Secondly, I have a brother in Christ who has emigrated from Cuba. Before Christ, his family was participating in the Santoria (sp) religion. From his testimony Satan is as real today as he was when Jesus and His disciples were dealing with 2000 years ago. Do not underestimate the adversary. Job is a perfect example.
| 2004/1/22 8:47||Profile|
Toronto, Ontario, Canada
| Spiritual Authority|
I saw references to Frank Viola, who is a great admirer of Watchman Nee.
Watchman Nee has this book called "Spiritual Authority" (or "Authority and Submission"), which is often abused by charismatic groups to support a "one-man leadership" system. I find that to be a terrible distortion of the original work.
I feel that this subject matter is important because the Western mind is so deeply rooted in the Enlightenment so that individualism is favoured over community. There is an overemphasis on individual choices and human rights, to the extent that all authority is abhorred and despised.
This happens both in the society and within the church. Quite often, an act of rebellion seems to be justified under the guise of "having the direct leading of the Lord." I have attended church board meetings that are not much different from the political scene--full of power struggle and lack of submission to one another.
The monastic orders used to have the spiritual discipline of submission and humility, and I think, if practiced properly, it can really do us good. After all, as Adam's race, rebellious blood flows in all of us. It's so natural for us to be rebellious (ask any parent with teenage kids), I think we need to give more consideration to the biblical meaning of authority and submission.
I guess that's why Paul has to urge believers to submit to civil authorities and acknowledge their authority as God-ordained, and to urge slaves to submit to their masters, even if they are cruel.
| 2004/1/23 5:18||Profile|
| Re: Dominionism|
I don't have an answer but I do have a question from the original question...
What exactily is Dominionism and Kingdom Now Teaching? I am familiar with the term, "Kingdom Now" but still unsure of it's meaning.
John Bevere was just at a church in my home town. I heard the services were great but if there is truth to this concern mentioned by AhmedBenNoyel I would like to know.
| 2004/1/23 6:19|
Mount Isa Australia
Well, all i seem to have established is that there are a few people in the same boat as me.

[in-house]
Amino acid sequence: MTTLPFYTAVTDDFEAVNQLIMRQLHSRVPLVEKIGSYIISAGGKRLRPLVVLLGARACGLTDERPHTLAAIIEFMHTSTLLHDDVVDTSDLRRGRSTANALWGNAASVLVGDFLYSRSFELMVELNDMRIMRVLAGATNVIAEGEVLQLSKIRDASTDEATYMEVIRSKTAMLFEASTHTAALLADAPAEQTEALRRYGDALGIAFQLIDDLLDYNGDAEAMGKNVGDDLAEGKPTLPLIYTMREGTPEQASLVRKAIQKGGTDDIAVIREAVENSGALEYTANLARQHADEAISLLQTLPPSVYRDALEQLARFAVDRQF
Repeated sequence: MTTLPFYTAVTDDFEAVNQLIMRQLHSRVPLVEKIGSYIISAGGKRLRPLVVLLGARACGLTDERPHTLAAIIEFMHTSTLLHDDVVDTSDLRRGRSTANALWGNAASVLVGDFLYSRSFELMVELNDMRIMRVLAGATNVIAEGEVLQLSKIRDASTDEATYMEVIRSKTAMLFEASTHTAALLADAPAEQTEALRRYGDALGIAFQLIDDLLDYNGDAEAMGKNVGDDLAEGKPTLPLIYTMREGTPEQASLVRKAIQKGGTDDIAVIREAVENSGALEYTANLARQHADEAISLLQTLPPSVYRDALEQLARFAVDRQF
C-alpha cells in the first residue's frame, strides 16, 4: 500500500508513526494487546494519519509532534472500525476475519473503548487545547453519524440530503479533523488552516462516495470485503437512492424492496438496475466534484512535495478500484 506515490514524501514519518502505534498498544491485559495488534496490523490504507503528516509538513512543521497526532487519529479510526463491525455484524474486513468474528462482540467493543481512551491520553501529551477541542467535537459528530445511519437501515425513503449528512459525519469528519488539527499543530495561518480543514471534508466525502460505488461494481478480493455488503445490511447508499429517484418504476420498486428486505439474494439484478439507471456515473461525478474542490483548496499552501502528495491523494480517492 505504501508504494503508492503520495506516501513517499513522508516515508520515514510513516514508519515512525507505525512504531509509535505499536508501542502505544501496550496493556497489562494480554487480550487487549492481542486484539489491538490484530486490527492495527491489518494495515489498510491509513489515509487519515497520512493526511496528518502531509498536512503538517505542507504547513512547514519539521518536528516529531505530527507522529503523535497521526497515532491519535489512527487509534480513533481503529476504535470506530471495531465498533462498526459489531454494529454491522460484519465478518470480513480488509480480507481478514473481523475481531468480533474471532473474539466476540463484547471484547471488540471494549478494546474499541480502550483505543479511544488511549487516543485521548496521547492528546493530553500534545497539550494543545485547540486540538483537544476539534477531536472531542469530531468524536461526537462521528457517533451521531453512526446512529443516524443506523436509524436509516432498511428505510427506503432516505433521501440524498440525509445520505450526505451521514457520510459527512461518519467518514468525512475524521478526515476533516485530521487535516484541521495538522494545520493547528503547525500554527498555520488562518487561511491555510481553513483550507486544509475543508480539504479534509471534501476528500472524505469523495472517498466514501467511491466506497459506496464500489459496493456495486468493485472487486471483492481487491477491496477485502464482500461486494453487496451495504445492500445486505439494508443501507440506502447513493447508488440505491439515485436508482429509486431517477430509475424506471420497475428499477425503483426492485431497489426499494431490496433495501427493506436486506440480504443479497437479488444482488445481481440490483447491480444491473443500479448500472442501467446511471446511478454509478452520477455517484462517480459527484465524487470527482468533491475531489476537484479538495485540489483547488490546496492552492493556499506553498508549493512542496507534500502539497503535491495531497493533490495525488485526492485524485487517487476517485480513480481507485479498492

| 2004/1/29 4:10||Profile|
Here is something I found:
""Dominionism" is a militant post-millennial eschatology ("doctrine of end times") which pictures the seizure of earthly (temporal) power by the church as the only means through which the world can be rescued; only after the world has been thus "rescued" can Christ return to "rule and reign." (Some dominionists see the seizure of the earth as the result of "signs, wonders, and miracles;" others picture it as the result of military and political conquest; most see it as a combination of both.)
Al Dager writes, "Some two decades before Pentecostalism found its way into the (mainstream) denominations (i.e., the Episcopalians, the Catholic Church, etc.) as the 'Charismatic Renewal', it experienced a new surge of experience-oriented theology within its own ranks. It was from this neo-Pentecostal experience - what came to be called the 'Latter Rain Movement' - that Charismatic Dominionism sprang. The more prominent leaders of that movement blended Pentecostal fervor with teachings that the Church was on the brink of a worldwide revival. That revival would result in a victorious Church without spot or wrinkle ... (which) would inherit the earth and rule over the nations with a rod of iron." Dager explains that at the core of the dominionist mindset is "a ... premise ... that when Adam sinned, not only did man lose dominion over the earth, but God also lost control of the earth to Satan. Since that time ... God has been on the outside looking in, searching for a covenant people who will be His extension or expression in the earth to take dominion back from Satan ..." [Dager, Vengeance Is Ours, pgs. 43-44. ]